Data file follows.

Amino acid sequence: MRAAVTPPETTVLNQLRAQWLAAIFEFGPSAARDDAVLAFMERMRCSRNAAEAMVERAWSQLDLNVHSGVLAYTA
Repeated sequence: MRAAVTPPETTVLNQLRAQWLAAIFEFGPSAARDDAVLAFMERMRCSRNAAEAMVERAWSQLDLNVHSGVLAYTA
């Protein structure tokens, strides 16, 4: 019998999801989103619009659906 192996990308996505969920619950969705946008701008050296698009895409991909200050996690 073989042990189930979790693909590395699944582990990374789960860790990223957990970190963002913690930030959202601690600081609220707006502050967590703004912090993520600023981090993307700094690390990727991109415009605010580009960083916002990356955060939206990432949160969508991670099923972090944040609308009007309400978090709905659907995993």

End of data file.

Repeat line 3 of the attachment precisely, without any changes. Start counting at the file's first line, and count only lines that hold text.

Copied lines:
């Protein structure tokens, strides 16, 4: 019998999801989103619009659906 192996990308996505969920619950969705946008701008050296698009895409991909200050996690 073989042990189930979790693909590395699944582990990374789960860790990223957990970190963002913690930030959202601690600081609220707006502050967590703004912090993520600023981090993307700094690390990727991109415009605010580009960083916002990356955060939206990432949160969508991670099923972090944040609308009007309400978090709905659907995993």